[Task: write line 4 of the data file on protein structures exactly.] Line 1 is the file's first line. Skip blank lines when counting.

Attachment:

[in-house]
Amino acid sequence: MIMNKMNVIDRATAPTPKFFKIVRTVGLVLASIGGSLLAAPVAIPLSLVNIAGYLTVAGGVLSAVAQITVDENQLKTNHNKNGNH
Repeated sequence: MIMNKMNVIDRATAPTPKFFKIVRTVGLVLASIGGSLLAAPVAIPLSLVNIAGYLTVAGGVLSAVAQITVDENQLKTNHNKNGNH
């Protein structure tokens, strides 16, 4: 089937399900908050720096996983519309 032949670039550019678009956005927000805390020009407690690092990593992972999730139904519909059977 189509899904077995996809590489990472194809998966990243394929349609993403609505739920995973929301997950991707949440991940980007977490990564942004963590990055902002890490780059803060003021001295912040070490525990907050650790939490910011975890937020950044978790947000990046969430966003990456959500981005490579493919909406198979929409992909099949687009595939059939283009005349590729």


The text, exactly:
């Protein structure tokens, strides 16, 4: 089937399900908050720096996983519309 032949670039550019678009956005927000805390020009407690690092990593992972999730139904519909059977 189509899904077995996809590489990472194809998966990243394929349609993403609505739920995973929301997950991707949440991940980007977490990564942004963590990055902002890490780059803060003021001295912040070490525990907050650790939490910011975890937020950044978790947000990046969430966003990456959500981005490579493919909406198979929409992909099949687009595939059939283009005349590729």